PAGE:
10 things you might not know about Elizabeth Gaskell’s House
1. Elizabeth lived at the house from 1850-1865 with her husband, William, and four daughters. William and their two unmarried daughters, Meta and Julia, continued to live in the house after Elizabeth’s death. When Meta died in 1913 the house and its contents were sold.
2. In 1914 the Harper family bought the house. One the of Harper daughters was an actress and the other was a harpist with the Hallé orchestra. The morning room was used as a music room and the harp could be seen through the window by passers-by. The family had a Rolls Royce which was kept in the coach house where the Gaskells’ horse and carriage had previously been.
3. The house was purchased by the University of Manchester in 1969 and it was used by the International Society until the late 1990s. During this time the house was used as student accommodation and there was a bar and nightclub in the basement.
4. The House was relinquished by the University and handed over to Manchester Historic Buildings Trust in 2000. It was then restored with £2.5m from Heritage Lottery Fund and other supporters and has been open to the public since October 2014.
5. Four rooms on the ground floor have been restored to how they would have looked in the mid-1850s. Since the period rooms have been restored visitors can touch and sit on the majority of the furniture and furnishings and handle many of the objects.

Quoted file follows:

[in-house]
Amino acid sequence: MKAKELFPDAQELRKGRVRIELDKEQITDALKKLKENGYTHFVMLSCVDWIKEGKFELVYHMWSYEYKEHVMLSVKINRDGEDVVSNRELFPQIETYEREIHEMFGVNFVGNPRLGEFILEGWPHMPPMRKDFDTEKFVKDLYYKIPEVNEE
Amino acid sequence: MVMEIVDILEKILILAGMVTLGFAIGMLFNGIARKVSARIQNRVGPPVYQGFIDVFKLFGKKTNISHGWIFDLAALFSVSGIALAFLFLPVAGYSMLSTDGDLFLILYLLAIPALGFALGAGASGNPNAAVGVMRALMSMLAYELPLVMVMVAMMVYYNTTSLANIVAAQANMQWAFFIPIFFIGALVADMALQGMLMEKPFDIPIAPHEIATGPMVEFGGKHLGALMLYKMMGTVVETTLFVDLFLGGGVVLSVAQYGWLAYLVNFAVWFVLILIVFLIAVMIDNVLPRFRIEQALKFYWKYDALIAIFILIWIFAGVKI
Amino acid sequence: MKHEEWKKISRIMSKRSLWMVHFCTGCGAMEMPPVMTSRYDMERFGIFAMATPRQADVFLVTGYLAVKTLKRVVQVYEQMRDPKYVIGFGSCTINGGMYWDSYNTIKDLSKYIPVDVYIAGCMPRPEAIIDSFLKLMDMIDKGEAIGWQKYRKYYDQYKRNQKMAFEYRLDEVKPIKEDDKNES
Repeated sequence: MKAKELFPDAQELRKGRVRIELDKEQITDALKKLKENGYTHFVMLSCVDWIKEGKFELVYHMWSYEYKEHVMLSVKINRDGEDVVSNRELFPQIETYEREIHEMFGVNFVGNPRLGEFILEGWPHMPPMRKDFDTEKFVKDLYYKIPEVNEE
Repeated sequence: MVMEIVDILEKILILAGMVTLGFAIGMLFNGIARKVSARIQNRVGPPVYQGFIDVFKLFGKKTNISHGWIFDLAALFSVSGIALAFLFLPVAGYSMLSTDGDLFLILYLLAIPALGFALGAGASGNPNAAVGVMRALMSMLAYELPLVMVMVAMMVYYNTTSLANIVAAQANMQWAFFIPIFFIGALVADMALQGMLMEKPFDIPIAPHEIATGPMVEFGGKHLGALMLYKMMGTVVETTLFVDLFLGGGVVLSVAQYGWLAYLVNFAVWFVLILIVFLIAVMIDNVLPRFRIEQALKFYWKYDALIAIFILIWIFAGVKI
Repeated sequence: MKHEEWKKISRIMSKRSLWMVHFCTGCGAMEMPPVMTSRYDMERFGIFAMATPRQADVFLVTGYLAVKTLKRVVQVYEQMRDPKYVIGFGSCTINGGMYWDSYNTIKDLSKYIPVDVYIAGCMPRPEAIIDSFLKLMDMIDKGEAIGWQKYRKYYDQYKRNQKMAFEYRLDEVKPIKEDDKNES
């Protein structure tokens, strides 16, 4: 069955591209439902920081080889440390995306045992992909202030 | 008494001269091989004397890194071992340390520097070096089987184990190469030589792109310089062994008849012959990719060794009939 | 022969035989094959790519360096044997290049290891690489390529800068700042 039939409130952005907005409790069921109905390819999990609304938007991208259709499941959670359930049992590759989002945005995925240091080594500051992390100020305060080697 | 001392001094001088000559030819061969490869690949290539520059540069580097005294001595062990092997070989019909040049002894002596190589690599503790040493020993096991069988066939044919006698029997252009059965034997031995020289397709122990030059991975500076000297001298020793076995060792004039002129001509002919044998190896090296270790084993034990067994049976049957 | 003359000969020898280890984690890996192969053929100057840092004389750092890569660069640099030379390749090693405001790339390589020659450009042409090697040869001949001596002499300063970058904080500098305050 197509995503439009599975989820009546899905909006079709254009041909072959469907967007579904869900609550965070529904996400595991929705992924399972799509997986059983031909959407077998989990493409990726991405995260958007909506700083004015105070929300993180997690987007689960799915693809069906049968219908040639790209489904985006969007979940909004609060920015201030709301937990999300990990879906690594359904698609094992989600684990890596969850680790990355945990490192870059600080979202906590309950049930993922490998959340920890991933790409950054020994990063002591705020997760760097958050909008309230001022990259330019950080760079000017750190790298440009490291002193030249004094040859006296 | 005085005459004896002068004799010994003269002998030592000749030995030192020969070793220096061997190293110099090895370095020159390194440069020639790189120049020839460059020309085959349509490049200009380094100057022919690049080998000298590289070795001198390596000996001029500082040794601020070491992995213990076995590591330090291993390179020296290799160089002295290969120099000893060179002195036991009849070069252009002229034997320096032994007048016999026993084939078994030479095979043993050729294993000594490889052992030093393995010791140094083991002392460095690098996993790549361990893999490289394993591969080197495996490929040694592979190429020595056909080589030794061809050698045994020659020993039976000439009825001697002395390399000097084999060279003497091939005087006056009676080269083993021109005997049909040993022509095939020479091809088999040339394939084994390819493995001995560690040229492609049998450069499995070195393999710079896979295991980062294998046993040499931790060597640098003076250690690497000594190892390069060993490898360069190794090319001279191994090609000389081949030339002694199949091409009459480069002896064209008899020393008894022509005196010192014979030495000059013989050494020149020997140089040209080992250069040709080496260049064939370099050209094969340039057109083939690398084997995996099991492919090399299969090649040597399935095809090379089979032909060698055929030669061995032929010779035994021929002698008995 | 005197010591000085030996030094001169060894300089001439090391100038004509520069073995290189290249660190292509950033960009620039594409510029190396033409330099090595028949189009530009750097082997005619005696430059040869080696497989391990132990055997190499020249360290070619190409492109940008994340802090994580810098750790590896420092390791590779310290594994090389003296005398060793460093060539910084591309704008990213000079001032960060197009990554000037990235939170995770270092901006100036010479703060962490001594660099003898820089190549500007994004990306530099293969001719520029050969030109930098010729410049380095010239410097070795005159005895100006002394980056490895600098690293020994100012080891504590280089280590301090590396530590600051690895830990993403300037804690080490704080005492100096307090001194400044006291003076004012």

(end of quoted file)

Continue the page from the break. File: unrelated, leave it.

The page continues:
6. William Gaskell’s Study contains over 1000 books – the majority can be handled and looked at. (See if you can find one of the 20 book plates written and created by Volunteers which explain why that book is in the collection.)
7. The chintz in the Drawing Room was rotary screen printed in Cumbria from an archive design first block printed in Lancashire between 1840 and 1858. Called ‘sentiment of flowers,’ it features ‘little rosebuds and carnations’ on a white ground, just as described by Elizabeth herself in a letter to Charles Eliot Norton dated 9 March 1859.
8. The Brussels closed loop carpets in the period rooms and on the staircase, were all woven on Jacquard looms in Halifax, West Yorkshire by specialist company, Avena. The designs were sourced from their archives of the 1850s. They were produced in strips just 27 inches wide and then sewn together by hand.
9. Two of the wallpapers (for the Morning Room and Study) were produced by local Manchester company, Little Greene, who were established in the late Eighteenth Century and the wallpaper in the Drawing Room was produced especially for the house by Bruce Fine Papers and is known as Dearle Damask in colourway ‘drab’.
10. The wood in the entrance hall and study is hand grained to give pine the appearance of a more expensive oak. A specialist wood grainer, who was in his late 70’s when the house was refurbished, was brought out of retirement to produce the wood grain finish. When he had completed the work, he signed his name on the bottom right hand side of the front door.
Find out more – visit the House on any Wednesday, Thursday or Sunday, 11am-4.30pm (last entry 4pm)